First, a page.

“…repression of free exercise of religion and persuasion is as wrong against Christians as it is against secularists.”

    I would suggest Piper’s thought in this matter originated from Enlightenment philosophy, not Holy Writ.

    Also, Piper says,

    “…the spiritual, relational nature of God’s kingdom is the ground of our endorsement of pluralism, until Christ comes with rights and authority that we do not have.”

    Coercion is the function of government. Government has been given this authority by God. The threat of punishment, according to Romans 13, is meant to coerce persons intent on evil-doing to resist inflicting harm upon others. This can include restraining harmful actions that touch matters of religion. It may be un-American, but it is not un-Biblical. As Paul said, 1 Timothy 1:8-9 “But we know that the Law is good, if one uses it lawfully, realizing the fact that law is not made for a righteous person, but for those who are lawless and rebellious, for the ungodly and sinners, for the unholy and profane, for those who kill their fathers or mothers, for murderers.” Notice Paul included the religious categories “ungodly and sinners” and “unholy and profane.”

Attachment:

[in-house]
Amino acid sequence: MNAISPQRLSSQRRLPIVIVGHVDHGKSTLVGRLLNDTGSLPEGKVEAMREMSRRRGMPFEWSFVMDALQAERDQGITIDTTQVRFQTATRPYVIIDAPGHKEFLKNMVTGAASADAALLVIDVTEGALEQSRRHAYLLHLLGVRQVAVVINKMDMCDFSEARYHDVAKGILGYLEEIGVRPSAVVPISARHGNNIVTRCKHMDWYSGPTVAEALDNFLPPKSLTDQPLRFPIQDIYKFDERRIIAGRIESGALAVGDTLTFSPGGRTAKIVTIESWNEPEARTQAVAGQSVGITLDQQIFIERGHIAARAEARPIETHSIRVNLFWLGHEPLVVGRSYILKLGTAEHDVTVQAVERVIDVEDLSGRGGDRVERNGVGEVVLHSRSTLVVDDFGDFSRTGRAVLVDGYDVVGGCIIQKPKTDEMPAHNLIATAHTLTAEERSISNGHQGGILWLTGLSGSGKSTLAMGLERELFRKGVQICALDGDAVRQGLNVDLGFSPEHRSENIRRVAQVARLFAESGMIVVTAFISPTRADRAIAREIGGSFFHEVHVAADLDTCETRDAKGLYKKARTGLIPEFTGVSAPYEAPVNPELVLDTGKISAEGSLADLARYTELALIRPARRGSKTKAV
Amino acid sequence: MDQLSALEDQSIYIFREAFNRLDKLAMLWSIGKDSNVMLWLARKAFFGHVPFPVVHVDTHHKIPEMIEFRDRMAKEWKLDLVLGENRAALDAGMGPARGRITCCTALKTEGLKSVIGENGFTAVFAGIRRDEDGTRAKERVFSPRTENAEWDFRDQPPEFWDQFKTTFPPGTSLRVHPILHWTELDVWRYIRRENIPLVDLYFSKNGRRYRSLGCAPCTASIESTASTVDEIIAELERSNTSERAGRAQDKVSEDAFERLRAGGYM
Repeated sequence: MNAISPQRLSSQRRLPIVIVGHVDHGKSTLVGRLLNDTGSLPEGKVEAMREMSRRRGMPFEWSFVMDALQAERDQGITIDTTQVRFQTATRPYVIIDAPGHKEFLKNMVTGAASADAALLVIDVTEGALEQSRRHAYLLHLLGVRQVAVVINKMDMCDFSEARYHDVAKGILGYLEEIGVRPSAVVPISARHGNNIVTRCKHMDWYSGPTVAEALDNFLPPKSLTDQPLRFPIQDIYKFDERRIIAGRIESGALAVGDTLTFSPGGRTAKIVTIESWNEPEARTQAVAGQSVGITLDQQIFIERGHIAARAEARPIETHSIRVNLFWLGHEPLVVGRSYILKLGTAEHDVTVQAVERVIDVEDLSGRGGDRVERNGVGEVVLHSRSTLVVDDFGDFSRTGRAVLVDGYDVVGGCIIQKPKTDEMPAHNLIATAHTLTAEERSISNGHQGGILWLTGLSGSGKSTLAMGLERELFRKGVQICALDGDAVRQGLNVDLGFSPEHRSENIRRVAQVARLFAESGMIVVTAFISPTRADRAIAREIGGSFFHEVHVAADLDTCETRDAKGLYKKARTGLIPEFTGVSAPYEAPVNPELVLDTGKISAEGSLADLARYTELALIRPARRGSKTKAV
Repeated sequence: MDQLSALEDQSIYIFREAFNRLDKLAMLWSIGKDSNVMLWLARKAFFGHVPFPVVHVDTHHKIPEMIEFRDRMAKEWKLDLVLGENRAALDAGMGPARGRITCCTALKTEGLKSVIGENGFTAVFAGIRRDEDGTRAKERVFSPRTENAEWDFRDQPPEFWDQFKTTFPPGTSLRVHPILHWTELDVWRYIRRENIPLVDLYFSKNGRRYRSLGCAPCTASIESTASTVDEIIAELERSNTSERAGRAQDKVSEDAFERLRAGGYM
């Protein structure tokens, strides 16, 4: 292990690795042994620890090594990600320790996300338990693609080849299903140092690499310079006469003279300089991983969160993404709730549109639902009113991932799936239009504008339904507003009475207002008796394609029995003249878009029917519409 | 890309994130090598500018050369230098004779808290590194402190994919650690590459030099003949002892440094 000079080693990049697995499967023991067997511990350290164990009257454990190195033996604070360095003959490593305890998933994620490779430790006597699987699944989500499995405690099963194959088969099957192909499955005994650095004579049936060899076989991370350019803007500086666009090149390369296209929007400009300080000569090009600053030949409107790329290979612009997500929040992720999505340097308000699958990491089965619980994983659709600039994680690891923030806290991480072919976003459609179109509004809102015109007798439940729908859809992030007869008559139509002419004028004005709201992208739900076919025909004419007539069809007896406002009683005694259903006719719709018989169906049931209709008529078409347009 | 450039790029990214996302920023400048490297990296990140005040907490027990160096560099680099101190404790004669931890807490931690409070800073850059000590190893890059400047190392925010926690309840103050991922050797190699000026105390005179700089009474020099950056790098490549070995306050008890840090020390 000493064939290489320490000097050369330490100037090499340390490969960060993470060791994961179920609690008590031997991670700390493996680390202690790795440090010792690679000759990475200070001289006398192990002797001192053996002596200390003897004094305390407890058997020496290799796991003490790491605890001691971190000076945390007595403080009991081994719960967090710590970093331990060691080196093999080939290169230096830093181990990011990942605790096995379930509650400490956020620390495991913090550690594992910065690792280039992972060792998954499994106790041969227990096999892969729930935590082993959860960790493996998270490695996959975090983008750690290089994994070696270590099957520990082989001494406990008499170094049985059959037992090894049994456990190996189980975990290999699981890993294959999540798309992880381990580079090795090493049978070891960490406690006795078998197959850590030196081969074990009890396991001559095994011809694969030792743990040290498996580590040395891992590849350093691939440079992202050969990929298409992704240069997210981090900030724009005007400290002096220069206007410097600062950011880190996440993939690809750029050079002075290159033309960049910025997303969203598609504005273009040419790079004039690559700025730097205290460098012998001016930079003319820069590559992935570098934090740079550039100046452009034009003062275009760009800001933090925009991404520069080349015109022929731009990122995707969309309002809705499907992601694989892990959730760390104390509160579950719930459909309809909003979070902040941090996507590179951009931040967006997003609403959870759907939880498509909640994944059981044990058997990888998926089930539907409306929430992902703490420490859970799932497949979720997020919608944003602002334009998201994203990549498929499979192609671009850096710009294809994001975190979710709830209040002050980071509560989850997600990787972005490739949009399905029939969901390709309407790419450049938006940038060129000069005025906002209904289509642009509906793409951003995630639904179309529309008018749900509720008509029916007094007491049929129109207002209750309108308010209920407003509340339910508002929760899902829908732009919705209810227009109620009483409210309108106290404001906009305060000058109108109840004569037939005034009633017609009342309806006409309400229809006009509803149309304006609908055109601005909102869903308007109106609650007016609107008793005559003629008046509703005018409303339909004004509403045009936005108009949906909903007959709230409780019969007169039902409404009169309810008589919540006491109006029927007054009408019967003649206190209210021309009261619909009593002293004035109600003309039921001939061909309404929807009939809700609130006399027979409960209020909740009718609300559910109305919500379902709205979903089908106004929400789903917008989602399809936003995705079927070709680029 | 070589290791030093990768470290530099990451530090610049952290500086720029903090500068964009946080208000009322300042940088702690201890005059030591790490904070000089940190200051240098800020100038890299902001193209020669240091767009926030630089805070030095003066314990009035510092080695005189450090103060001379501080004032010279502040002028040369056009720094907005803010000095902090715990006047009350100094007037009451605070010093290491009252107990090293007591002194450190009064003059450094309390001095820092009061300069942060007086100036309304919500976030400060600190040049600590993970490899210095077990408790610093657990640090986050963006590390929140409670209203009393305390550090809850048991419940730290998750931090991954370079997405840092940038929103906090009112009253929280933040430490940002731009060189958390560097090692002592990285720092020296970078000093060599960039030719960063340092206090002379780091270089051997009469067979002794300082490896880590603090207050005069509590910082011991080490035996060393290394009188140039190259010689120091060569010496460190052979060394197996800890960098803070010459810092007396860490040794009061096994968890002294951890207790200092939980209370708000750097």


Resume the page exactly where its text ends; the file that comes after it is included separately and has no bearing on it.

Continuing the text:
The law cannot produce faith, but it can prevent contagion. We must not be so arrogant as to think that all the Christian governments of times past were so ignorant.

    1. The law was given to Israel, a covenant people. The NT continuity of this is the church, those who profess to be God’s covenanted people. We search in vain in OT and NT for a mandate to impose this law on a non-covenanted people. In fact, even the new covenant people are not in relationship to it as a covenant, though in fulfilment many of its principles find an application; adulterers are not put to death but put out of the church. I realise, of course, such an answer will not convince theonomists, however, I believe it expresses rudimentarily the salvation history theology of the Bible.

  3. Philmonomer says:

    God himself is the foundation for our commitment to a pluralistic democratic order—not because pluralism is his ultimate ideal, but because in a fallen world, legal coercion will not produce the kingdom of God.

    Does Piper believe that God may bring His wrath down on our country for its immorality (think Same Sex Marriage and abortion and other such things)? If the answer is yes (as I think it may be), then we should NOT have a pluralistic, democratic society, as that society may pass a lot of laws–behave in such a manner–that is incompatible with God’s desire for how humans are to live/behave.

    In this regard, we need legal coercion, not to produce the Kingdom, but to avoid destruction.

    1. Casey says:

      Legal coercion for matters of justice – yes (like abortion). But he is saying there is no justice in legally coercing/restraining the religious beliefs of people or their lack of them.

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Justin Taylor, PhD


Justin Taylor is executive vice president of book publishing and book publisher for Crossway and blogs at Between Two Worlds. You can follow him on Twitter.